By ALICIA WALLACE
Prime Minister Dr Hubert Minnis announced last week the current administration will amend legislation in order to allow Bahamian women to automatically transfer citizenship to their children at birth in the same way Bahamian men already do. At present, children born to Bahamian women and non-Bahamian men outside of The Bahamas must apply for Bahamian citizenship between the ages of 18 and 21, and registration as a Bahamian citizen is at the discretion of the Minister.
The Bahamas Nationality Act — not the Immigration Act — speaks to the acquisition of Bahamian citizenship which, in many cases, must be granted by the Minister. By use of the word “automatically” in his statement, it appears Minnis means to amend the Bahamas Nationality Act so there is no application or, at the very least, no interference by the Minister. It is not clear how he intends to do this or the form the new process will take, but it is not “overturning” the referendum vote. Minnis has proposed a completely different action which will not have the same effect as a constitutional amendment.
Recall the conversation about the constitutional referendum of 2016. The Constitutional Commission repeatedly made the distinction between the right to automatic citizenship and the right to apply for citizenship. While bill one — specific to Bahamian women married to non-Bahamian men being able to transfer citizenship to children born outside of The Bahamas — would have made citizenship automatic if it had passed, bill two — specific to Bahamian women transferring citizenship to their non-Bahamian husbands — would have allowed for an application process that would not have guaranteed citizenship. This is an important distinction to make and understand: the right to apply for citizenship is not the same as the right to acquire citizenship.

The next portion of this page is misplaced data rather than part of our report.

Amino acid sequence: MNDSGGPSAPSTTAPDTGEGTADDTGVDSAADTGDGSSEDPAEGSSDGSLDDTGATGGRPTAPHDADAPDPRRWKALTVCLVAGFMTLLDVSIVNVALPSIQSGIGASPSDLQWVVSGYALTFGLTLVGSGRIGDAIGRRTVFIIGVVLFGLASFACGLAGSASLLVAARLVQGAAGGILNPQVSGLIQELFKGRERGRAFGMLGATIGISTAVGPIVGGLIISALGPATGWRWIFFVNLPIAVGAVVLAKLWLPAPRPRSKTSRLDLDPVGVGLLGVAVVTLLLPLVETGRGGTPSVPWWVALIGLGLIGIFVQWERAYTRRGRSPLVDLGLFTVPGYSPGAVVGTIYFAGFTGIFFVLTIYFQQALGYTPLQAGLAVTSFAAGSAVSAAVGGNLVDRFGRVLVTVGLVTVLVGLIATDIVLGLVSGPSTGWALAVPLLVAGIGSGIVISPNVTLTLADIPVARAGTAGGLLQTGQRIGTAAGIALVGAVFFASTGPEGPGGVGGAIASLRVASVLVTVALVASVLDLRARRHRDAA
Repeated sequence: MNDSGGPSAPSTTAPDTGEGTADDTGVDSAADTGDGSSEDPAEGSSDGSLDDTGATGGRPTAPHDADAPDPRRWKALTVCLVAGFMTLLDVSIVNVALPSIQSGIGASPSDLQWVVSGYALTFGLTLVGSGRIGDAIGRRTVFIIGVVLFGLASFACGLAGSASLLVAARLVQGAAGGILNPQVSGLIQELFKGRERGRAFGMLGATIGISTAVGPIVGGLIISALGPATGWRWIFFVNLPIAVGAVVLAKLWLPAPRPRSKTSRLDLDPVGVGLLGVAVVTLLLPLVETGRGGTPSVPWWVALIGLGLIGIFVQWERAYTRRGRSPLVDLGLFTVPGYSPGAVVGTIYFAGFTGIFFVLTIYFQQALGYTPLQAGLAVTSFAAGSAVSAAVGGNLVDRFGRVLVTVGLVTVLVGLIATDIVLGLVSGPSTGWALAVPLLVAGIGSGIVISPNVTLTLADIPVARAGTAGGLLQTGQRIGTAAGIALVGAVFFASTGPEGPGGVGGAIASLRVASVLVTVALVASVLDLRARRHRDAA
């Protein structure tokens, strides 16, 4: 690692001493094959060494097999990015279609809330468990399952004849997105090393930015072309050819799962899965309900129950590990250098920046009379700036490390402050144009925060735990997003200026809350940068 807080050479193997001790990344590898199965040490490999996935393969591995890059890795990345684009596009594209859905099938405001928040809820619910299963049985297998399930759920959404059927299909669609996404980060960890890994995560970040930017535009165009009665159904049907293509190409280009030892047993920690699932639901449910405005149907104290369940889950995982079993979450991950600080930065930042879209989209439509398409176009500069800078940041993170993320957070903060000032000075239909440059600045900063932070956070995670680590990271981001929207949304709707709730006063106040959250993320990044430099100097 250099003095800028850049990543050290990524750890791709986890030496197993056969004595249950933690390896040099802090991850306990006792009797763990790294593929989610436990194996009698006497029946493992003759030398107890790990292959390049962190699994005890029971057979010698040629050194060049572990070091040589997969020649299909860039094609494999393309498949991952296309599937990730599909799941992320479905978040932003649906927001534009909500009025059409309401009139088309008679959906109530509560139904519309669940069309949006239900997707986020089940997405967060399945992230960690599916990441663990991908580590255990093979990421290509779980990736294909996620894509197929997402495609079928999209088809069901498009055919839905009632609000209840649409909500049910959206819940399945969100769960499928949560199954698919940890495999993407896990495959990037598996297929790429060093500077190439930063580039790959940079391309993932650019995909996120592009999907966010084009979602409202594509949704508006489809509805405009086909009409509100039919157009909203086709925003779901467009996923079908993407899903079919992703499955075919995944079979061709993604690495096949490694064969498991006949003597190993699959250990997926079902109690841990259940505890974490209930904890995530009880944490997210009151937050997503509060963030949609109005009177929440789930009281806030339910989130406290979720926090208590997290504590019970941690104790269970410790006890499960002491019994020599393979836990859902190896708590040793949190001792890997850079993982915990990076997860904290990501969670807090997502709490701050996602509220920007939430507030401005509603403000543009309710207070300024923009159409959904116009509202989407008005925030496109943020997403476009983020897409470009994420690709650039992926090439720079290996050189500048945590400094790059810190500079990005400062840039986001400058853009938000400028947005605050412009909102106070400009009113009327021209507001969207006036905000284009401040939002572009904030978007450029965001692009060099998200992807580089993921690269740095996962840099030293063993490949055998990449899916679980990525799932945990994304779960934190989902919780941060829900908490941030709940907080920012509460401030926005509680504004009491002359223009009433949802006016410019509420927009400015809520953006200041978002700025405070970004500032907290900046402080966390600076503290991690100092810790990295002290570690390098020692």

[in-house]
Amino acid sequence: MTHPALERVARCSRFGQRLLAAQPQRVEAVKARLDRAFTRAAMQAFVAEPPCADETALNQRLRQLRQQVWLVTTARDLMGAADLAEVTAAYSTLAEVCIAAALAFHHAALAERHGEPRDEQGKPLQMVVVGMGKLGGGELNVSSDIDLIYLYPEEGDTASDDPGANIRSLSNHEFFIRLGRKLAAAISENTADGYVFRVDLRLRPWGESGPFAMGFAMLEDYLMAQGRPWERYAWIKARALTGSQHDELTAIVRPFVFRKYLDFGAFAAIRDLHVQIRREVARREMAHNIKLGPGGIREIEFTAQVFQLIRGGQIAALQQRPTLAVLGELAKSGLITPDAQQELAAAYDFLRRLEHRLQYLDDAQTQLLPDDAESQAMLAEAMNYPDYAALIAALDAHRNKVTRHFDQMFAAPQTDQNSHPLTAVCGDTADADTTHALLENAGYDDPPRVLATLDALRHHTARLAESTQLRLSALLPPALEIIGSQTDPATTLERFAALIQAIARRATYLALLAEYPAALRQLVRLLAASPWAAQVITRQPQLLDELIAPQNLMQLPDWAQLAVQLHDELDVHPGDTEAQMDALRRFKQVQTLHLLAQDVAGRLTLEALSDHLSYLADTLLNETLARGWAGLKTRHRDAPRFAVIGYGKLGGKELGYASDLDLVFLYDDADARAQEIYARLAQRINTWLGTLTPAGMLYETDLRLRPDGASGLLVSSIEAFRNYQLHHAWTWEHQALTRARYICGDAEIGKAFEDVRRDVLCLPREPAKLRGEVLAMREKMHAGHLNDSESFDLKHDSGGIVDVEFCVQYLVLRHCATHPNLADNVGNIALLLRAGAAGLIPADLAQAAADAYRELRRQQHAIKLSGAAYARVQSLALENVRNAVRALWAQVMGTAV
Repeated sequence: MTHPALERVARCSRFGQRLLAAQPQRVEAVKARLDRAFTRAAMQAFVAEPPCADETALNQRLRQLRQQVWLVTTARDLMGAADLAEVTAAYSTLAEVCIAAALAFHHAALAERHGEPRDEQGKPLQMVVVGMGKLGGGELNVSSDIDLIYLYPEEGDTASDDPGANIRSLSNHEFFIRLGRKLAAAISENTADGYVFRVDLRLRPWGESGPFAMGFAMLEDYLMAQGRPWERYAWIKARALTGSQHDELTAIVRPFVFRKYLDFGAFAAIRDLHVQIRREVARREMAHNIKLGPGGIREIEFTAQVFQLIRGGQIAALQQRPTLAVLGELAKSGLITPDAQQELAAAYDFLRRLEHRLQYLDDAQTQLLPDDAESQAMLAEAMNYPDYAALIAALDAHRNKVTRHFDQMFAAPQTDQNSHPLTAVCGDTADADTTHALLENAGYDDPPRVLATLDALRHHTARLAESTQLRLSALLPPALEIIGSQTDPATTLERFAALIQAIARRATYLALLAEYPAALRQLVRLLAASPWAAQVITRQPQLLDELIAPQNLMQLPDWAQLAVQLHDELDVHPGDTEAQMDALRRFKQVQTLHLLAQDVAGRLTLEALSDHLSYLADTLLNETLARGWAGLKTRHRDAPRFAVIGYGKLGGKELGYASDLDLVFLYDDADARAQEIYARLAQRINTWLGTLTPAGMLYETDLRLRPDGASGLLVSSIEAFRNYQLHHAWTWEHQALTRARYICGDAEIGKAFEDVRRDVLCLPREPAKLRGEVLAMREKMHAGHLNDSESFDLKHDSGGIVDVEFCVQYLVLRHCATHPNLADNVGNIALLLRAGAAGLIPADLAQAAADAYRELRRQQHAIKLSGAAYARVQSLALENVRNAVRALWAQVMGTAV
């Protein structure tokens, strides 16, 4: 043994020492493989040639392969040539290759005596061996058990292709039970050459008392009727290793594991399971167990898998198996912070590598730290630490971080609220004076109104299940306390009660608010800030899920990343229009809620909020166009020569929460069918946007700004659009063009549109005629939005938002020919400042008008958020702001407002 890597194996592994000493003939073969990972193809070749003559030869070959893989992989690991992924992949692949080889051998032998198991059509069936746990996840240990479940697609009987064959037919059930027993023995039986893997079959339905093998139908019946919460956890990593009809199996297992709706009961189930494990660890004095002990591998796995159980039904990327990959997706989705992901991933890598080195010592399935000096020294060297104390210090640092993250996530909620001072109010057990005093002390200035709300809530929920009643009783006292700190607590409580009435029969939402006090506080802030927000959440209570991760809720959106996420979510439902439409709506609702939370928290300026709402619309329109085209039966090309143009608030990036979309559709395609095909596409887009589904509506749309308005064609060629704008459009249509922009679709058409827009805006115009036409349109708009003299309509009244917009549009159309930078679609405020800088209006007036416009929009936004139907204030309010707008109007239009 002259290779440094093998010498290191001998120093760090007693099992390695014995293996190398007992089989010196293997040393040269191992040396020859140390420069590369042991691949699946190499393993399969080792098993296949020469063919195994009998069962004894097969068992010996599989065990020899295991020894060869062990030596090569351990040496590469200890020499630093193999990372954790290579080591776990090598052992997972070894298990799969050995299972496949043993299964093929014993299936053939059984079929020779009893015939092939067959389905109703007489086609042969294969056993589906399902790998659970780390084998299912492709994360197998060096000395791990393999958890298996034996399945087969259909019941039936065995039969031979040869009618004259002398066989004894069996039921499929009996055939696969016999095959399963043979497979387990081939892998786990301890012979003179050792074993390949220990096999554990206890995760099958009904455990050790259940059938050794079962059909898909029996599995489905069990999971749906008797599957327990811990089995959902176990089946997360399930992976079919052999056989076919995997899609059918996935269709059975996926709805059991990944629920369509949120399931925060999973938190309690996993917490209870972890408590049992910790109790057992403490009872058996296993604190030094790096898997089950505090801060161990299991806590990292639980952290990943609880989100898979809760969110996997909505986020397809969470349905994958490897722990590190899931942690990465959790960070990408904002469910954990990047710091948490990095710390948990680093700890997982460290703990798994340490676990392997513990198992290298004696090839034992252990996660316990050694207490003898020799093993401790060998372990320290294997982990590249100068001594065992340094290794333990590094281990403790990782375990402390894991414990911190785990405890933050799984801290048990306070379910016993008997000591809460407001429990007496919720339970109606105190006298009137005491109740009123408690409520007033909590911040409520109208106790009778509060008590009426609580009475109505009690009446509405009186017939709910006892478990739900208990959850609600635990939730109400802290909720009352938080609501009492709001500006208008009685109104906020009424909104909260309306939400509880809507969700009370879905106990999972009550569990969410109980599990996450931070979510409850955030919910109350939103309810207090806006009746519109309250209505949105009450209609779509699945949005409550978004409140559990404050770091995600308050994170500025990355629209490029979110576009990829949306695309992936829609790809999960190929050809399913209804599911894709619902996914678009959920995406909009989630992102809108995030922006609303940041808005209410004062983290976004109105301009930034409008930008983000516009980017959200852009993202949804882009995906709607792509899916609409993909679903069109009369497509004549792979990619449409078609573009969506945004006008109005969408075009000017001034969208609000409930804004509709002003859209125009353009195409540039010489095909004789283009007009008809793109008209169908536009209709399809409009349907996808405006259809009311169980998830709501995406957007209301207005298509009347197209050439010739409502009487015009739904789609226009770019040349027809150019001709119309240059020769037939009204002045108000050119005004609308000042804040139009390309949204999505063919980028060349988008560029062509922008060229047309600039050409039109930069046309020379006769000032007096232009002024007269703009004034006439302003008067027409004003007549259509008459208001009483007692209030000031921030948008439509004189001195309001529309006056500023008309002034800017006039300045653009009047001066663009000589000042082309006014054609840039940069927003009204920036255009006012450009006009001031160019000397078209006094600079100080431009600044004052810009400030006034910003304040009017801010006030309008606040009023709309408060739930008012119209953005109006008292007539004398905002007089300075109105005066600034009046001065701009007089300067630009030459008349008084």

Constitution vs. legislation
Since 2014 when the constitutional referendum was announced, some insisted the same goal — equal rights to transfer citizenship to spouses and children — could be achieved through legislation. They insisted the PLP administration, if it was serious about gender equality in citizenship, should just use the Bahamas Nationality Act to get the same results as a ‘yes’ vote in the referendum. They did not, however, acknowledge the difference between the constitution and legislation.
The constitution is supreme law. Article two states, “This Constitution is the supreme law of the Commonwealth of The Bahamas and, subject to the provisions of this Constitution, if any other law is inconsistent with this Constitution, this Constitution shall prevail and the other law shall, to the extent of the inconsistency, be void.” Legislation, such as the Bahamas Nationality Act, fits the “other law” category. This means what is written in the constitution overrides any legislation. That is why it was important to go through the referendum process, making an effort to change the constitution so gender equality in the right to transfer citizenship would exist in supreme law rather than in the Bahamas Nationality Act (which is superseded by the constitution).
What if the Bahamas Nationality Act is amended to allow children born outside of The Bahamas to Bahamian women married to non-Bahamian men to automatically access Bahamian citizenship? In theory, it would be great.